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Google Isn’t The Answer

Something of a departure from my norm, though it has some relevance in a strong relationship to a piece earlier in the year on the value and culture of the supporting entourage of tennis players.

Undoubtedly, the pressure has been on large corporations and the financial services sector, in which I do most of my work, particularly, as these firms struggle to attract the brightest technology talent in the face of competition from the large technology firms, as well as niche tech start-ups and nimbler hedge funds.

In the face of this challenge there has been an on-going temptation to want to be more like Google!  Their cool working environments have attracted a lot of attention over the past decade or so.  This seems to have gone hand in hand with a culture that has attracted fine tech and business talent.

In working in an innovation function in a bank over the last year or so and meeting with other people from large firms in innovation teams, it’s been interesting to see firms and teams ‘try’ and be ‘like Google’, or indeed create spaces that are ‘Google like’, as though this will address the challenge of talent attraction.

I was recently told by someone in HR at a large bank that they invited the CIO to present at an off-site for their team.  The thrust of his presentation was to hold up Laszlo Bock’s fine book ‘Work Rules!’ – described as ‘Insights from inside Google that will transform the way you live and lead’ – the CIO in question then instructed the HR team to read it, teeling them that this was how we need to be!

It’s insane for Deutsche Bank, Morgan Stanley, HSBC or any other large bank to try and be like a large tech company.  Sorry Larry but Google isn’t the answer to everything, though I’m sure you’d agree in this case!

Of course, there are lessons that we can learn from Mr Bock and from Google but Google are Google and, although they may ultimately be competitors to the big banks in some areas they are not Morgan Stanley, Deutsche Bank or HSBC.  They are a relatively recently formed company with their own culture, just like Amazon, Faebook, Innocent, Steam and a host of others with ‘cool’ working cultures.  Their cultures and environments have been developed as part of their journey, which will continue to evolve. The firms that are truly agile and innovative are far more collaborative than the directive cultures that pervade large financial services firms.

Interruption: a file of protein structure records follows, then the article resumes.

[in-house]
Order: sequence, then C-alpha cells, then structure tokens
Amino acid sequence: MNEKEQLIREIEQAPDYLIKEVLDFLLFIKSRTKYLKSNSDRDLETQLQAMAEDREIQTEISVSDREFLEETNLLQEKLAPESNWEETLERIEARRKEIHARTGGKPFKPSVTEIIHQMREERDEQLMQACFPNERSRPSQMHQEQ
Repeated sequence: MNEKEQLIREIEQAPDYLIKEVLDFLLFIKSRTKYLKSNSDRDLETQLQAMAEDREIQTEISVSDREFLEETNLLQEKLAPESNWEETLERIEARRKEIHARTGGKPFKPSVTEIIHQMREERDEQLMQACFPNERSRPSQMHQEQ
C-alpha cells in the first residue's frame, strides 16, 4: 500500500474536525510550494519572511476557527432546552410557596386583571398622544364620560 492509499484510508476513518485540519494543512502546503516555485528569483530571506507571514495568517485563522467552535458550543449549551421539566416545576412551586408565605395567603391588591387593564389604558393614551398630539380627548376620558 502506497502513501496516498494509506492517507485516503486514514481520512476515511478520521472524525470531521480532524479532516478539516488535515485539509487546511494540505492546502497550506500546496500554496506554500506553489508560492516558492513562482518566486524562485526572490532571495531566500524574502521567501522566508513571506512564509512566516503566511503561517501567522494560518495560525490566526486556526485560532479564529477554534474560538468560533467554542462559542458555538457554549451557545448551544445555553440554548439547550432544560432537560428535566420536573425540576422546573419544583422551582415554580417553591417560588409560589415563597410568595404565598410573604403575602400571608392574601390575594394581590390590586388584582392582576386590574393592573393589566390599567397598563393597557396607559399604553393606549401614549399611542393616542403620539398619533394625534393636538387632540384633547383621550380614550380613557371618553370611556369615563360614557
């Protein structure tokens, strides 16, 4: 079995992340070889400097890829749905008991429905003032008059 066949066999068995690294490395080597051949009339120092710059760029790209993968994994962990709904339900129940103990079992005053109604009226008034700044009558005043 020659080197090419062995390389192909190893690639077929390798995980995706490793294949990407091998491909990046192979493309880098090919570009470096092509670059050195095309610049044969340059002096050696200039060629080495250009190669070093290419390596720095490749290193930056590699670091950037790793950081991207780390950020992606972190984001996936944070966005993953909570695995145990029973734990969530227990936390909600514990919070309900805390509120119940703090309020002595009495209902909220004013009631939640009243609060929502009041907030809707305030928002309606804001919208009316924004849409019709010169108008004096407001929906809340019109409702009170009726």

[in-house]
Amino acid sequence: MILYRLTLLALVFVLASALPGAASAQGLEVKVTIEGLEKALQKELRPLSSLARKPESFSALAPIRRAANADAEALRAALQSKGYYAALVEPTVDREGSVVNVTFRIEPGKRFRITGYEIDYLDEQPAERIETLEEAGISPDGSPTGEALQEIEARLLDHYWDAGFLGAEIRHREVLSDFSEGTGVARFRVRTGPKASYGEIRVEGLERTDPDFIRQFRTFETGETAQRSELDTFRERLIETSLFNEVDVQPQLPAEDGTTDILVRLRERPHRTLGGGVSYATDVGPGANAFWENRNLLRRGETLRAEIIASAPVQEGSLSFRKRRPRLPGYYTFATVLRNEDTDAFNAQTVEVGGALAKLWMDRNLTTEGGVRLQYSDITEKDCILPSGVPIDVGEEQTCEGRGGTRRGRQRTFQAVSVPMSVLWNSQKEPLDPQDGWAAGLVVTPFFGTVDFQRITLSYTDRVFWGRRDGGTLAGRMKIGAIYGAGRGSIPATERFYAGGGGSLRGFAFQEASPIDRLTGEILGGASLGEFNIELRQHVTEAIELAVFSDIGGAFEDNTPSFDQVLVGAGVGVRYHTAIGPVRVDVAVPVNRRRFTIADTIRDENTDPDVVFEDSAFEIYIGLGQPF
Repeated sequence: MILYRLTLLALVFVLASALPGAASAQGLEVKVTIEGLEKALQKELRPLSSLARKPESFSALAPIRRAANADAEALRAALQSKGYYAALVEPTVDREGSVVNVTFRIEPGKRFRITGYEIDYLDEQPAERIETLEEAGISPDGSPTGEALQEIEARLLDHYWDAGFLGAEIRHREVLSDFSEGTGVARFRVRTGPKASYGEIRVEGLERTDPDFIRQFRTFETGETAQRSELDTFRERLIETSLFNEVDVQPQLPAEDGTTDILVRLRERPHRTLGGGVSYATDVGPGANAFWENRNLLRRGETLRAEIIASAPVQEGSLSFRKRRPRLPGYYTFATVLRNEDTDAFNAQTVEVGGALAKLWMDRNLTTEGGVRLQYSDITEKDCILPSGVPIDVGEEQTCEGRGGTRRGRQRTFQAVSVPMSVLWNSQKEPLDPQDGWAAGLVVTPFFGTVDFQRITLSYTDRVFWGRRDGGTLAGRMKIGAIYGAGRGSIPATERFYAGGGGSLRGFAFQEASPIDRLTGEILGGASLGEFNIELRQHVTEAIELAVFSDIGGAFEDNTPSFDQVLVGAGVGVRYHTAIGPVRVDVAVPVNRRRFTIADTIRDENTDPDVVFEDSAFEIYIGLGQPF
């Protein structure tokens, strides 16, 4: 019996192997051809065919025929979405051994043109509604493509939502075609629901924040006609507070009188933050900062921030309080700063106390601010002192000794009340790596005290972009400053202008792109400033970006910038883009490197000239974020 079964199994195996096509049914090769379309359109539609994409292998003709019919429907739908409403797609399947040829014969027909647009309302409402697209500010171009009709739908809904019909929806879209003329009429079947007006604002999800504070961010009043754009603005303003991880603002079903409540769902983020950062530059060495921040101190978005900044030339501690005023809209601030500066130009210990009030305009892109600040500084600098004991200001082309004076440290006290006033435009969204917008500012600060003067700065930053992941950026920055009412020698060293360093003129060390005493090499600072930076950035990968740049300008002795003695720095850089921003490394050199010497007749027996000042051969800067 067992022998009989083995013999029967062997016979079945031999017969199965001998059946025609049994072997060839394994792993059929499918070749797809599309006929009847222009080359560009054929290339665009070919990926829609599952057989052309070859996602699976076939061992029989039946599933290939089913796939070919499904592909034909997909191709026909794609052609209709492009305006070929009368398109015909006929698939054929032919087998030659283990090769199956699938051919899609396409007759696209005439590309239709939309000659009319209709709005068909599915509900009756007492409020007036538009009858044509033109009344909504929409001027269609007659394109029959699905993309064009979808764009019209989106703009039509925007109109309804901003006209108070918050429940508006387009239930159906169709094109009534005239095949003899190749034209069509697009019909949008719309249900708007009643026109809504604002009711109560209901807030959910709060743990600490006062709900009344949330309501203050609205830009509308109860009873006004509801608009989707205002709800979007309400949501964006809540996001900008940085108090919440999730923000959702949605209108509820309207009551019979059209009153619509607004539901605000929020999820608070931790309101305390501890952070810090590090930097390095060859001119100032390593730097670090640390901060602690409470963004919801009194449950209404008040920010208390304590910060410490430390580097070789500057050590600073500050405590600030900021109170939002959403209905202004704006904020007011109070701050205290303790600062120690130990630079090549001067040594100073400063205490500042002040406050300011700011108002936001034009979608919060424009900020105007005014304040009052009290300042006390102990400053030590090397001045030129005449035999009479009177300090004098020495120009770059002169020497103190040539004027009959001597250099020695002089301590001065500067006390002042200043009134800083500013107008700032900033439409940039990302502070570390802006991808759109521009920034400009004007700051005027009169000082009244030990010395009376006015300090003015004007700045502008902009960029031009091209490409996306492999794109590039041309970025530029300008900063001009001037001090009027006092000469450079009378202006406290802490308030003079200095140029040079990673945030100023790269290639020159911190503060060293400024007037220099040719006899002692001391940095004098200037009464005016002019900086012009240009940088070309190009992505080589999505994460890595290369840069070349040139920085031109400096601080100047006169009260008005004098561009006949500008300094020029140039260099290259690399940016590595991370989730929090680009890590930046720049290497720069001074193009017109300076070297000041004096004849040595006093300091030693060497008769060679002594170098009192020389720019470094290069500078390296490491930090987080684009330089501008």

Don’t get me wrong, I’m all in favour of having a cool culture, after all it seems obvious to state that people will be far more productive if they actually enjoy coming to work. By the way, while some of you may yearn to be in professional sport, not every elite athlete enjoys what they do – witness the outburst from Bernard Tomic earlier in the year and plenty of stories of players struggling under the weight of expectation from domineering parents.  Undoubtedly, though, those at the peak of their sport work hard and enjoy what they do.

We stray though – research has shown that millennials want purpose in their work – though this is a little limiting, it’s not only millenials that benefit from having clear purpose – of course, it provides everyone with greater motivation.

So, in the context of thinking about cultures that attract talent, it is far easier to give techies purpose in their roles in an IT company. In contrast, my experience is that there’s a fundamental disconnect between purpose and activity for many techies in Financial Services.

All large banks have a challenge, which has existed for many years, which is more pronounced in investment banking.  As someone who spent the first ten years as a trader, I can personally witness to the cultural disconnect that continues to exist between the revenue generators (trading, sales, originiiation, etc) and the support services in banks – not just IT but Operations, Risk, Finance, Legal, etc.  Many of these are seen as business by IT – a sure sign of the lack of understanding of the bank’s purpose!

Historically, the business generating areas in investment banking have been relatively agile and innovative – I started writing bond options in 1982, also witness the growth of new products, from simple swaps to more complex structures, some of which have become commoditised and common place.

FMorgfrwk

The picture above was something put together for the CIO of a large bank a few years ago – this was to illustrate that the further away from the business functions (to the right and down the chart) you go the less likely people in the IT functions would understand the business drivers as to why they are there.  There are exceptions of course and size and type of organisation are also relevant. However, in general terms in my experience this holds true.

Together with on-going years of defensive behaviour and cost-cutting, driven by a number of factors, including increased regulation, this has heightened the low trust environments that persist in financial services.  Deeply ironic, when the whole industry is built on trust.

So, the lesson, which we used to use with our kids – is ‘be yourself, you can’t be anyone else’!